The fibers may be short or long (e.g., NSK fibers). Nonlimiting examples of short fibers include fibers derived from a fiber source selected from the group consisting of Acacia, Eucalyptus, Maple, Oak, Aspen, Birch, Cottonwood, Alder, Ash, Cherry, Elm, Hickory, Poplar, Gum, Walnut, Locust, Sycamore, Beech, Catalpa, Sassafras, Gmelina, Albizia, Anthocephalus, Magnolia, Bagasse, Flax, Hemp, Kenaf and mixtures thereof.

“Fibrous furnish” as used herein means a composition of fibers. In one example, the fibrous furnish may comprise fibers and a liquid, such as water.

“Sanitary tissue product” as used herein means a single- or multi-ply wiping implement for post-urinary and post-bowel movement cleaning (toilet tissue), for otorhinolaryngological discharges (facial tissue), and multi-functional absorbent and cleaning uses (absorbent towels).

The sanitary tissue products of the present invention may have physical properties, such as dry tensile strength, wet tensile strength, caliper, basis weight, density, opacity, wet burst, decay rate, softness, bulk, lint and sidedness suitable to consumers for use as sanitary tissue products and/or known by those skilled in the art to be suitable for use as sanitary tissue products.

“Weight average molecular weight” as used herein means the weight average molecular weight as determined using gel permeation chromatography according to the protocol found in Colloids and Surfaces A. Physico Chemical & Engineering Aspects, Vol. 162, 2000, pg. 107-121.

“Basis Weight” as used herein is the weight per unit area of a sample reported in lbs/3000 ft2 or g/m2. Basis weight is measured by preparing one or more samples of a certain area (m2) and weighing the sample(s) of a fibrous structure according to the present invention and/or a sanitary tissue product comprising such fibrous structure on a top loading balance with a minimum resolution of 0.01 g. The balance is protected from air drafts and other disturbances using a draft shield. Weights are recorded when the readings on the balance become constant. The average weight (g) is calculated and the average area of the samples (m2) is measured. The basis weight (g/m2) is calculated by dividing the average weight (g) by the average area of the samples (m2).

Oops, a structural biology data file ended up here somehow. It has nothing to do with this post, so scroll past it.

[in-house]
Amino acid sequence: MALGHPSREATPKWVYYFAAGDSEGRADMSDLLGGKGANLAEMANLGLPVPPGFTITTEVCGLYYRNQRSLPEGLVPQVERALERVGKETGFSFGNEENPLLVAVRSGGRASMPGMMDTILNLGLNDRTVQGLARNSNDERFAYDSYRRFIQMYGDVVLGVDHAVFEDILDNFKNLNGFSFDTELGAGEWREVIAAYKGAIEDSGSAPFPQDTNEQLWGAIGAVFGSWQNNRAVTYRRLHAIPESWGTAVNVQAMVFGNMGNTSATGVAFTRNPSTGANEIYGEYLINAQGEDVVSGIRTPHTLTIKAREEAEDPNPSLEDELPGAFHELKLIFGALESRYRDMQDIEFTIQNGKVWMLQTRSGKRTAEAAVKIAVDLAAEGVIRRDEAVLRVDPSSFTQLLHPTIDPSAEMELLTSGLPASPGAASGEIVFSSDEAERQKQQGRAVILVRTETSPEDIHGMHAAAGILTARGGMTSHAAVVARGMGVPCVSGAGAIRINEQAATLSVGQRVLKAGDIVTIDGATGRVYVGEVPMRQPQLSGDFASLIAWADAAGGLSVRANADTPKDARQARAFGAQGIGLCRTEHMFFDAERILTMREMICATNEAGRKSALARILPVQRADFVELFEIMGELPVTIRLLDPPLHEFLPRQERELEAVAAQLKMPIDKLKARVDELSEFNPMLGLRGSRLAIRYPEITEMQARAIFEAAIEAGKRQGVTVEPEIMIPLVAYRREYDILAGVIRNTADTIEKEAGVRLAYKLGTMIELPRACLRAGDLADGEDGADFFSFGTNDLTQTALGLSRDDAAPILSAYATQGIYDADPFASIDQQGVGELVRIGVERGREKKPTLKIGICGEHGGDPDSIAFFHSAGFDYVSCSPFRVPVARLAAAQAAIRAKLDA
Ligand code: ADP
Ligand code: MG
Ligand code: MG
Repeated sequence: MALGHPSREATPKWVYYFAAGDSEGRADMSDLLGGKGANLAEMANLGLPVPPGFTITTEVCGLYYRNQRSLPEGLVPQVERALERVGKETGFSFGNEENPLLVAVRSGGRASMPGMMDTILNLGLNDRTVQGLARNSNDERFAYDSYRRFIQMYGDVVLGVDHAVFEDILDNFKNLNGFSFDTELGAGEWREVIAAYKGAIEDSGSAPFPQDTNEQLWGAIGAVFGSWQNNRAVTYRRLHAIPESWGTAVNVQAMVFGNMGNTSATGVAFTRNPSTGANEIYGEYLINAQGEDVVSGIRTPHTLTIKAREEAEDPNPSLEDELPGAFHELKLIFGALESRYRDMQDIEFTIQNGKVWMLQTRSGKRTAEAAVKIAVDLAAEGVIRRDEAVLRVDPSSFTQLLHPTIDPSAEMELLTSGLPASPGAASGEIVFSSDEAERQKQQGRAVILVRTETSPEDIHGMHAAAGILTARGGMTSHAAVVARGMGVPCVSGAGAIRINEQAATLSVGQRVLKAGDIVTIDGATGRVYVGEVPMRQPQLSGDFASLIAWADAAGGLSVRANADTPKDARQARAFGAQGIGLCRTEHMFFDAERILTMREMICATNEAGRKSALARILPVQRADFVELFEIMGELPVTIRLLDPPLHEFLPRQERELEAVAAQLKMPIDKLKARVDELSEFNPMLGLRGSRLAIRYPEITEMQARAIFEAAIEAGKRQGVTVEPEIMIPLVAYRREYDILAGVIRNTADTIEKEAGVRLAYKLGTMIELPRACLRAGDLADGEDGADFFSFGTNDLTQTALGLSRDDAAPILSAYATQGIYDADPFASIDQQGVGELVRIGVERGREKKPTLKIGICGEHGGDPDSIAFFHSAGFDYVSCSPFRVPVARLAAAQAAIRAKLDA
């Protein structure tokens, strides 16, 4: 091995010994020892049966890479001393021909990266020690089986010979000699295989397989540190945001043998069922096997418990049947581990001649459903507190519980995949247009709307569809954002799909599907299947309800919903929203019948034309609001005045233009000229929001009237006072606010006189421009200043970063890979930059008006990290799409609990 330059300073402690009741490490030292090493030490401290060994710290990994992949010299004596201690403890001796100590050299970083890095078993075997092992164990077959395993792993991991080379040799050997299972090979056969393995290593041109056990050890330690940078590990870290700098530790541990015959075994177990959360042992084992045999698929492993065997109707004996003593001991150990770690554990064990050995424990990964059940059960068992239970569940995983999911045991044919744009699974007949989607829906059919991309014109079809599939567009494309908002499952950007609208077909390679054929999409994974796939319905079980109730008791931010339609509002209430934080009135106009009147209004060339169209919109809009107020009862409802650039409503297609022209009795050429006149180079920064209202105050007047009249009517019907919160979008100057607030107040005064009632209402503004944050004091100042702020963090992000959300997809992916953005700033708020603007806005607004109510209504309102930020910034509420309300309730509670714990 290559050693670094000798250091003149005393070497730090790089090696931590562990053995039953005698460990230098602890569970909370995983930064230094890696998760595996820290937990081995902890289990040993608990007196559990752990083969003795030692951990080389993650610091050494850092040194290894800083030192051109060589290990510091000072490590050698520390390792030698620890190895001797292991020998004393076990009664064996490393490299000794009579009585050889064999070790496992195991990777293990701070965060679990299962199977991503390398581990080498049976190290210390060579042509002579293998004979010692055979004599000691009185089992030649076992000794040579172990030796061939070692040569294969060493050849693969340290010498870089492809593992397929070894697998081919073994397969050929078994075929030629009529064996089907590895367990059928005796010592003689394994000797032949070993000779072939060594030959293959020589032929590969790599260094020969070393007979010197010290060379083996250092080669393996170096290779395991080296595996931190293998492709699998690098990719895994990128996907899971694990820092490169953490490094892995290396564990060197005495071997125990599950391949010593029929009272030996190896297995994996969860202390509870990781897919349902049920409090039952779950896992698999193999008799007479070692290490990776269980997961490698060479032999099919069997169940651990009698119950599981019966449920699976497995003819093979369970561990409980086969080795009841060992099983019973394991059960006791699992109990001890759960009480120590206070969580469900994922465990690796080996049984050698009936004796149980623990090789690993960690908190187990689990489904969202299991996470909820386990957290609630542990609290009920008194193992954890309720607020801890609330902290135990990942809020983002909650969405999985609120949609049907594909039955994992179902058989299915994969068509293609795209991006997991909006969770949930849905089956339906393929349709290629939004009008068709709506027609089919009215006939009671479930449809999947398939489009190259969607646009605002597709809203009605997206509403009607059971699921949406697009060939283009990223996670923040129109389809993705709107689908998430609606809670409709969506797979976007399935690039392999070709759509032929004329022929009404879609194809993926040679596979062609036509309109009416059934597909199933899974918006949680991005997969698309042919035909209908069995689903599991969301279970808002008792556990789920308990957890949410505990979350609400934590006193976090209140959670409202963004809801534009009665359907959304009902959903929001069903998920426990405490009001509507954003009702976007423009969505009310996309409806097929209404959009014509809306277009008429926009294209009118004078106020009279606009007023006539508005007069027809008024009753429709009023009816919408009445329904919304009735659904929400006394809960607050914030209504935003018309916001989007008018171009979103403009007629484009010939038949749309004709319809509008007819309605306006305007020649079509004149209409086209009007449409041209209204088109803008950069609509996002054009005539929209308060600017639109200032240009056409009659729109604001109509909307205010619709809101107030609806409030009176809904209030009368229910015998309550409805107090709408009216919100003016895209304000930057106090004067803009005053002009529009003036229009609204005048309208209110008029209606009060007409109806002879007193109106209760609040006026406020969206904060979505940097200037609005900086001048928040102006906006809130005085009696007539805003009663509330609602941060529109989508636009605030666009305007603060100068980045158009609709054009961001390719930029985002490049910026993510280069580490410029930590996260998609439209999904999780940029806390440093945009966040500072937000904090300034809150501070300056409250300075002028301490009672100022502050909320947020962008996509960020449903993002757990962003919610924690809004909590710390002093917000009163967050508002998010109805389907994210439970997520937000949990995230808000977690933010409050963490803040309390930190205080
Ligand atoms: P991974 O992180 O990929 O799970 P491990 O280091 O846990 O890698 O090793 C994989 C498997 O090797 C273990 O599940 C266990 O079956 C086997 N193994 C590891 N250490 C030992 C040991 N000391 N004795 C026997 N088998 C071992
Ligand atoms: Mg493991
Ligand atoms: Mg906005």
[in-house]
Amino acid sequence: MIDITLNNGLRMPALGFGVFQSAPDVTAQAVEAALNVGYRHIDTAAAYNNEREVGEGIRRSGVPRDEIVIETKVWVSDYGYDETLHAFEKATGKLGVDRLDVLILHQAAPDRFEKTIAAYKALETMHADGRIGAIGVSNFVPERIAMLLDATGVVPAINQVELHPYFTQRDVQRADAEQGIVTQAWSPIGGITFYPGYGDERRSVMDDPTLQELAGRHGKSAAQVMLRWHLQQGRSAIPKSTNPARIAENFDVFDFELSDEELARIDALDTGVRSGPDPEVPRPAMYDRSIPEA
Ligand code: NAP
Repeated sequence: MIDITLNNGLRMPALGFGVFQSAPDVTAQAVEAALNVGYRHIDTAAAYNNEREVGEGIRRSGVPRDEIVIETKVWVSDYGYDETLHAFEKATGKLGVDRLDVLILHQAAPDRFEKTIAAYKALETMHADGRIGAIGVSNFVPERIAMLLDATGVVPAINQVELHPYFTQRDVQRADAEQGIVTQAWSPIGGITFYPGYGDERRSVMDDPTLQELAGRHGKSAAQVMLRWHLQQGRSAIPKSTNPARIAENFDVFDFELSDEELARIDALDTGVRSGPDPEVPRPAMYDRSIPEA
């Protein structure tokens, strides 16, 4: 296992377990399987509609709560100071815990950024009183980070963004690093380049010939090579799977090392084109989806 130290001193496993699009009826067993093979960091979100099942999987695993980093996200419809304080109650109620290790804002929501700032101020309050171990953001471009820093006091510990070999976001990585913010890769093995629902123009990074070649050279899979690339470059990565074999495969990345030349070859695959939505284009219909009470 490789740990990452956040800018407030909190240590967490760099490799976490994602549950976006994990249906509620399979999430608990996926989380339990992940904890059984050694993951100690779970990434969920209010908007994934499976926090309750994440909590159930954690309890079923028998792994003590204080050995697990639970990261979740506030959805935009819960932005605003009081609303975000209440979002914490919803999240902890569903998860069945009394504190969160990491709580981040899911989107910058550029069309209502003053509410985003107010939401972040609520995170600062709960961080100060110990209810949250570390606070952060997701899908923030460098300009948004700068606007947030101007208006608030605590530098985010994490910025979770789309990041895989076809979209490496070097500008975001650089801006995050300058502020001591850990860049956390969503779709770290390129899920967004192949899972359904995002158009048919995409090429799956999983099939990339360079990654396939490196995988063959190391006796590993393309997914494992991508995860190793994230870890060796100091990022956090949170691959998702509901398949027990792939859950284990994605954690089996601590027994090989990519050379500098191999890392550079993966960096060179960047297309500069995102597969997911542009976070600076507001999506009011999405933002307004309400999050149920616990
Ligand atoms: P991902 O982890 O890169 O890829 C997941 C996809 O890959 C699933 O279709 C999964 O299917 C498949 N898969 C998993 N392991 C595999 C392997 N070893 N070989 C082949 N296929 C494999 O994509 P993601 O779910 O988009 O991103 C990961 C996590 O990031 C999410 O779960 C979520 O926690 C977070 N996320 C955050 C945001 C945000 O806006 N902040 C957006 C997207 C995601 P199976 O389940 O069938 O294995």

“Machine Direction” or “MD” as used herein means the direction parallel to the flow of the fibrous structure through the papermaking machine and/or product manufacturing equipment.

“Cross Machine Direction” or “CD” as used herein means the direction perpendicular to the machine direction in the same plane of the fibrous structure and/or sanitary tissue product comprising the fibrous structure.

“Dry Tensile Strength” (or simply “Tensile Strength” as used herein) of a fibrous structure of the present invention and/or a sanitary tissue product comprising such fibrous structure is measured as follows. One (1) inch by five (5) inch (2.5 cm×12.7 cm) strips of fibrous structure and/or sanitary tissue product comprising such fibrous structure are provided. The strip is placed on an electronic tensile tester Model 1122 commercially available from Instron Corp., Canton, Mass. in a conditioned room at a temperature of 73° F.±4° F. (about 28° C.±2.2° C.) and a relative humidity of 50%+10%. The crosshead speed of the tensile tester is 2.0 inches per minute (about 5.1 cm/minute) and the gauge length is 4.0 inches (about 10.2 cm). The Dry Tensile Strength can be measured in any direction by this method. The “Total Dry Tensile Strength” or “TDT” is the special case determined by the arithmetic total of MD and CD tensile strengths of the strips.